Is Being a Perfectionist Ruining Your Career?
By Karin Eldor
Monster Contributing Writer
You have likely been at the receiving end of this classic question in a job interview: “So, what is your greatest strength and greatest weakness?”
And you might have been tempted to rattle off with pride that you are a perfectionist.
Turns out that while attention to detail can be an appreciated skillset, perfectionism can be detrimental to your career and prevent a work life balance. Who knew, right? It might have worked for Steve Jobs, one of the most famous perfectionists, but you need to get out of the perfectionist rut (yes, it is a rut) in order to grow.
Here are some of the reasons why being a next-level perfectionist can actually be stopping you from reaching your full potential.
- It prevents you from taking risks.
You might have the outlook that “if something can’t be done right, then why do it at all?” This can be a detrimental attitude – and a career deal breaker.
Whether it means that you’re not taking calculated risks while on the job, or not applying to new jobs because you’re afraid you won’t excel, perfectionism can become your own worst enemy. The need to excel at everything can serve as a false confidence booster, especially for perfectionists who doubt themselves. So you might shy away from making bold moves because you’re unsure that you can rock that new job.
This type of perfectionism serves as a barrier to entry for career change and growth. This attitude might also be impacting the current company you work for, since it might be holding you back from taking objective-related risks and thinking big, for fear of failing. Many companies like to see their talent rise to their fullest potential, and if you’re holding yourself back then it’s not to the company’s benefit either.
- It makes you inefficient
Perfectionism can lead you to spend too much time on certain tasks and projects while on the job. For starters, the need to be perfect might cause you to agonize and obsess over every tiny detail. But this obsession to ensure every task you work on is perfect does not work in today’s fast-paced landscape. Of course there’s no room for error in most jobs, but the need to obsess over the tasks you work on can cause you to spend more time on a given task than necessary. It might also cause you to procrastinate, because the feeling of perfecting a task becomes so daunting and overwhelming, that you put it off.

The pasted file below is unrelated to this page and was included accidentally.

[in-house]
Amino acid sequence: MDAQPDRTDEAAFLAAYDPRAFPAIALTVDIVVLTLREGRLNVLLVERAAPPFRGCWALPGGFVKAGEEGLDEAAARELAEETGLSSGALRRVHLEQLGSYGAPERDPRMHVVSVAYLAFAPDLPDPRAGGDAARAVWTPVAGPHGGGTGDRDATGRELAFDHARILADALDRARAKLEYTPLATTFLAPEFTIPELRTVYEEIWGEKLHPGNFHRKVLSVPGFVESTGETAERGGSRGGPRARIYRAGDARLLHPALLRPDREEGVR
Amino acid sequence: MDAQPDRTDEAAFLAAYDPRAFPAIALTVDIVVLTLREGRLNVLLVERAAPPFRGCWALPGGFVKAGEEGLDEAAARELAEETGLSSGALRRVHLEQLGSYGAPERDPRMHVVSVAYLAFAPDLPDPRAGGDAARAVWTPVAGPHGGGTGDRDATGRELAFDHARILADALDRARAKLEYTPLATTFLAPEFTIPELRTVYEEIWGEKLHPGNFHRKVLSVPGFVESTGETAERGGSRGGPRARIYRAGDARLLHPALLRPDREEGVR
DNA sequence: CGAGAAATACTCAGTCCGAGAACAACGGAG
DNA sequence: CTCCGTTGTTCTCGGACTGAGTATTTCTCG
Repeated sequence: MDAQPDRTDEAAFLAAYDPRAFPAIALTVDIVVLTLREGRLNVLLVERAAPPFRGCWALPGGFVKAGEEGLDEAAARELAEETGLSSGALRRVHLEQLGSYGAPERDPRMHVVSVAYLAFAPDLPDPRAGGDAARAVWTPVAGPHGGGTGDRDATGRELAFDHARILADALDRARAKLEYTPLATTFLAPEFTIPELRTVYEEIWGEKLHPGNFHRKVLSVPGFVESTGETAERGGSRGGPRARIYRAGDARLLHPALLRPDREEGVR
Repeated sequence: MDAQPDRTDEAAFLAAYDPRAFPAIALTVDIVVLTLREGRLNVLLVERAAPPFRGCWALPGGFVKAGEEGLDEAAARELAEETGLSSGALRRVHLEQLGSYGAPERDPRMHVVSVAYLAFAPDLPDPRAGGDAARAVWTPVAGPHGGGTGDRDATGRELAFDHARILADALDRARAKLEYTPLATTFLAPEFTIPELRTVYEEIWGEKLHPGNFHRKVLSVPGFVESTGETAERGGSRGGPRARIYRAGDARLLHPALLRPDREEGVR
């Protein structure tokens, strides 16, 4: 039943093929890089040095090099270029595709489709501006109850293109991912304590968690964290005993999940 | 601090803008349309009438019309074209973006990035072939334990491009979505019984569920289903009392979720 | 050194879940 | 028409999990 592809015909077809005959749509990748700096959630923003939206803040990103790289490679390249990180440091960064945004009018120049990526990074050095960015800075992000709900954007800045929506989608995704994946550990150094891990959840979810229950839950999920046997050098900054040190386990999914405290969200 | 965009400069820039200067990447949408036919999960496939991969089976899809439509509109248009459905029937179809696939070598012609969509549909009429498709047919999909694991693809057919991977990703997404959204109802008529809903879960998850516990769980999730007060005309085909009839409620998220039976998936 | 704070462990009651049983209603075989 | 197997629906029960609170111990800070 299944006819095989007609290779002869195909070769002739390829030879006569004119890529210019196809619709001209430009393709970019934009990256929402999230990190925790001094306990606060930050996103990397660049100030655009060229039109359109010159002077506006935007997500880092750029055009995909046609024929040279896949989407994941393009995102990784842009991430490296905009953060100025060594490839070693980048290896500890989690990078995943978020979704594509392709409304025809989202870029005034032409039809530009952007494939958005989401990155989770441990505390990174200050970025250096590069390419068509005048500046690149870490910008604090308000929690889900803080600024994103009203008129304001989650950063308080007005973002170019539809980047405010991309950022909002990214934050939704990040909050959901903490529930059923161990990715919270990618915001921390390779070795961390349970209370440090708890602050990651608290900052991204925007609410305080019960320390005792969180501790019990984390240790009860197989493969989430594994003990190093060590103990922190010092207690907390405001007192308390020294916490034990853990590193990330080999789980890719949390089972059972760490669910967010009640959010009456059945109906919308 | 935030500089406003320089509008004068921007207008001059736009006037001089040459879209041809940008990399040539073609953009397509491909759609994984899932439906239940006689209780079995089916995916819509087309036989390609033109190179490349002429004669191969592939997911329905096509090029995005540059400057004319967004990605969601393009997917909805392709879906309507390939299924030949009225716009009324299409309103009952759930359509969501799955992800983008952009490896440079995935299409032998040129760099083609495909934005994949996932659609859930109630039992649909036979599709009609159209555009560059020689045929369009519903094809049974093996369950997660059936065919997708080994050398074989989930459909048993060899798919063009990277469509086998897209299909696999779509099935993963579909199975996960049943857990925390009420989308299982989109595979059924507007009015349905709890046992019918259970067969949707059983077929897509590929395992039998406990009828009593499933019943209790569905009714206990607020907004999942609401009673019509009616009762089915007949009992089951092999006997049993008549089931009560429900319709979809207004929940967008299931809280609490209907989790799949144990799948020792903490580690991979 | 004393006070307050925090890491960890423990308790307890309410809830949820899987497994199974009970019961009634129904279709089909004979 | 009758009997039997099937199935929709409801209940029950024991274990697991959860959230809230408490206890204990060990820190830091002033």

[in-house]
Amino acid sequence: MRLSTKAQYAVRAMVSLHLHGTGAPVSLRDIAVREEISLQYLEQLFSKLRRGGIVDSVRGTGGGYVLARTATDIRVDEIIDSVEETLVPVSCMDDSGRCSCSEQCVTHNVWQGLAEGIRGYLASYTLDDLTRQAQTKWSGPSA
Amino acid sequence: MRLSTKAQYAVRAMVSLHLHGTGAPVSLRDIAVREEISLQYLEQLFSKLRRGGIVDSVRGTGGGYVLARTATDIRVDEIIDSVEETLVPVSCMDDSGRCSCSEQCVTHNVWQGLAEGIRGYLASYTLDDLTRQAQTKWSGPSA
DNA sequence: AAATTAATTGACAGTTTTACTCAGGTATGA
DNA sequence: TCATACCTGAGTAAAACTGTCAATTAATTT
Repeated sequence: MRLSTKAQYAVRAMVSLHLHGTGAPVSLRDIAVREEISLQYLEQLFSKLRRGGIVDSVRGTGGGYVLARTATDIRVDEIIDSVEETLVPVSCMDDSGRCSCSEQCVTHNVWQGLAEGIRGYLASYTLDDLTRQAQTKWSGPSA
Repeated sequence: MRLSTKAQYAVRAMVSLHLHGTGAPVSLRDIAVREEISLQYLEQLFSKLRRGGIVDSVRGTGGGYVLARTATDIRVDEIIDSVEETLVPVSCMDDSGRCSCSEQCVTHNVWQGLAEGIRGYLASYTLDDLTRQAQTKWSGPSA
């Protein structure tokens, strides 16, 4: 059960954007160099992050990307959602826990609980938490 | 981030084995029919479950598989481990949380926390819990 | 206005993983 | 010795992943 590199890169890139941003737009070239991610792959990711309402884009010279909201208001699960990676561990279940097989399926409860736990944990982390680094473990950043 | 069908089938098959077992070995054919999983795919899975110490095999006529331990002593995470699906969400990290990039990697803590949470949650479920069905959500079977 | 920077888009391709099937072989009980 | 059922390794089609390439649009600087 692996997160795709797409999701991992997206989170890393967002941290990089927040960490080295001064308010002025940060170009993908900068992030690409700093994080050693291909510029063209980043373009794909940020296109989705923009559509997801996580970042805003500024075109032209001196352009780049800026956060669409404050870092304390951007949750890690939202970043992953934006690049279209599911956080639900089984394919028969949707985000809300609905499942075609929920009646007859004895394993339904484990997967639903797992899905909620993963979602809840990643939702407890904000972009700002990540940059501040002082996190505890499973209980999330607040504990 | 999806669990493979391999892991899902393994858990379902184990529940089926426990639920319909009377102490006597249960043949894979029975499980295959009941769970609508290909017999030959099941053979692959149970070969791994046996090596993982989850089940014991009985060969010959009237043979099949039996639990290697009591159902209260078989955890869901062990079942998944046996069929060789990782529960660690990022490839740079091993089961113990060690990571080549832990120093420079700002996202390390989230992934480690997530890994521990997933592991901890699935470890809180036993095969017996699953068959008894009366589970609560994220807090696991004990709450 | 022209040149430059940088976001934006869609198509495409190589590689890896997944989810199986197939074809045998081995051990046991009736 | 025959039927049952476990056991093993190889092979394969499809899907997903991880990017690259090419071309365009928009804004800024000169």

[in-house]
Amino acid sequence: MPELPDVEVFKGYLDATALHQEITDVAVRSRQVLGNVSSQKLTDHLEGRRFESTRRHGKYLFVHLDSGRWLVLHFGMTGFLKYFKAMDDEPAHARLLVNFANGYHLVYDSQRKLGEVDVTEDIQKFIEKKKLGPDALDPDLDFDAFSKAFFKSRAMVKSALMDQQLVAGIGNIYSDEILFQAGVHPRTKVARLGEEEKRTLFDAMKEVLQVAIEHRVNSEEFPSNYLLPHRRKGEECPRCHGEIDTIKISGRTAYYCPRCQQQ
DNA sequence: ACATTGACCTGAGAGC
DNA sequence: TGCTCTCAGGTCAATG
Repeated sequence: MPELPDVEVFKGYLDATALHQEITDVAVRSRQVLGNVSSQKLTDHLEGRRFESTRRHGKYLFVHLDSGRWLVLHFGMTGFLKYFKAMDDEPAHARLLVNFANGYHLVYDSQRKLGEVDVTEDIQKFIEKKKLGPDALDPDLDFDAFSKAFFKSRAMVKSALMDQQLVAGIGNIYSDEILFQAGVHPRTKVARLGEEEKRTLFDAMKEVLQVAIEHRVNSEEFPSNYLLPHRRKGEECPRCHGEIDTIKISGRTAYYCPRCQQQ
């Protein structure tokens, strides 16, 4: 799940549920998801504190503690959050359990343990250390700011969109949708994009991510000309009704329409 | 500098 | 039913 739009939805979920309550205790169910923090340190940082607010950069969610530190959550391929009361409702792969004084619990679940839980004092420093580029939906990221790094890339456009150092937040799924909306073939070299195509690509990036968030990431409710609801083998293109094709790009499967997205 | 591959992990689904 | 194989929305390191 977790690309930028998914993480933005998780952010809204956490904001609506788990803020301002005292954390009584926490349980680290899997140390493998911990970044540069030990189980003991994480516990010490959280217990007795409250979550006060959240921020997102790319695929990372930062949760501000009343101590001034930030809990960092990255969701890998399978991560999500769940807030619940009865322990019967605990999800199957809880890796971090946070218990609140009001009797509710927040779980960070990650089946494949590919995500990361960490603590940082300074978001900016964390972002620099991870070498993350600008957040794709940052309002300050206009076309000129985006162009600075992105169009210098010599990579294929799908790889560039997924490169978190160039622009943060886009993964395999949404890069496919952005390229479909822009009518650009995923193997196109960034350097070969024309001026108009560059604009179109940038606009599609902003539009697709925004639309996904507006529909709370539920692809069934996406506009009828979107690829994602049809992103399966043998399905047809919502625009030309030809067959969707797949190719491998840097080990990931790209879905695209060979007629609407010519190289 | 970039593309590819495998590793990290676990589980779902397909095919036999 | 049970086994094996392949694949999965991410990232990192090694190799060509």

If you’ve ever worked with a perfectionist, then you might recognize the signs. They won’t let you look at anything that’s a “work in progress” until it’s final and complete (this might cause them to hoard information and work; not a collaborative habit). They might also take longer than expected to finish every task, as they agonize over every detail – which causes them to hold up on processes and become a “cog in the organization’s wheel.”
- It’s exhausting, alienating and leads to workaholism
Can you imagine what it’s like to feel this need for perfection, on the daily? For starters, it likely causes you to be robotic at work. You may want all your correspondence with coworkers to be structured and strict. You may also give off bad vibes because you walk around the office thinking no one else can do a certain task better than you. But succeeding at work and in life requires a light-hearted attitude, spontaneity and the ability to delegate.
This type of perfectionism might also cause you to bring work home with you and think about it all the time. I’m exhausted just thinking about it!
Now, while this level of seriousness may be any boss’s dream, it might cause you to be a social nightmare at work. No one likes to collaborate with someone who is a next-level perfectionist, especially if you don’t know when and how to let go.
How to overcome this:
- Break out of your comfort zone and take on new hobbies for the first time.
- Just breathe. Whether you do 5 minutes of mindful meditation or remind yourself to do some deep breathing throughout the day, you will eventually learn to relax and “let go.” You will also likely become more optimistic.
- Celebrate small wins. Perfectionists tend to not feel joy in their achievements, so get used to recognizing even the smallest accomplishments.
- If the perfectionism is starting to take over your life as an obsessive-compulsive anxiety issue, consider some therapy sessions.
The good news is: you can overcome perfectionism. This might be something you do in baby steps and acceptance is the first step. So while being a perfectionist might have worked for Michaelangelo, many of the world’s greatest achievements came to light by trial and error.